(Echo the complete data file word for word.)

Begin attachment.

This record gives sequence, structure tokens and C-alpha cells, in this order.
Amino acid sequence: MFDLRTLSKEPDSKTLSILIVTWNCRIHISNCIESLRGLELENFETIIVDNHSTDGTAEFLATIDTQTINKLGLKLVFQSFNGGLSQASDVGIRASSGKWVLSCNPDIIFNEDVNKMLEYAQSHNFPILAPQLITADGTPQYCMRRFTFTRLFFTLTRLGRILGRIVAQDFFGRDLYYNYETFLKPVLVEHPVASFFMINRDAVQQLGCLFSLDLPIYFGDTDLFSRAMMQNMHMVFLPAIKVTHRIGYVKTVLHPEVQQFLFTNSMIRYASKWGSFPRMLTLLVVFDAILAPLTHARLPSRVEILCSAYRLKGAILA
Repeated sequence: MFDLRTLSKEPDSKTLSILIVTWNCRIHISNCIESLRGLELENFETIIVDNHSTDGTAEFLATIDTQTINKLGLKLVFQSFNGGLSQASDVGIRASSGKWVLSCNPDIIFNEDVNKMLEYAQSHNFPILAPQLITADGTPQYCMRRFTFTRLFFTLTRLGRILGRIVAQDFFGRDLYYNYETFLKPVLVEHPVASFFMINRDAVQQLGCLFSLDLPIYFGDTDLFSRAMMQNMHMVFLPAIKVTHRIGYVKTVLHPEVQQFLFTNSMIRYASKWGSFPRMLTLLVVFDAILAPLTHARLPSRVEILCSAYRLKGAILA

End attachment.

This record gives sequence, structure tokens and C-alpha cells, in this order.
Amino acid sequence: MFDLRTLSKEPDSKTLSILIVTWNCRIHISNCIESLRGLELENFETIIVDNHSTDGTAEFLATIDTQTINKLGLKLVFQSFNGGLSQASDVGIRASSGKWVLSCNPDIIFNEDVNKMLEYAQSHNFPILAPQLITADGTPQYCMRRFTFTRLFFTLTRLGRILGRIVAQDFFGRDLYYNYETFLKPVLVEHPVASFFMINRDAVQQLGCLFSLDLPIYFGDTDLFSRAMMQNMHMVFLPAIKVTHRIGYVKTVLHPEVQQFLFTNSMIRYASKWGSFPRMLTLLVVFDAILAPLTHARLPSRVEILCSAYRLKGAILA
Repeated sequence: MFDLRTLSKEPDSKTLSILIVTWNCRIHISNCIESLRGLELENFETIIVDNHSTDGTAEFLATIDTQTINKLGLKLVFQSFNGGLSQASDVGIRASSGKWVLSCNPDIIFNEDVNKMLEYAQSHNFPILAPQLITADGTPQYCMRRFTFTRLFFTLTRLGRILGRIVAQDFFGRDLYYNYETFLKPVLVEHPVASFFMINRDAVQQLGCLFSLDLPIYFGDTDLFSRAMMQNMHMVFLPAIKVTHRIGYVKTVLHPEVQQFLFTNSMIRYASKWGSFPRMLTLLVVFDAILAPLTHARLPSRVEILCSAYRLKGAILA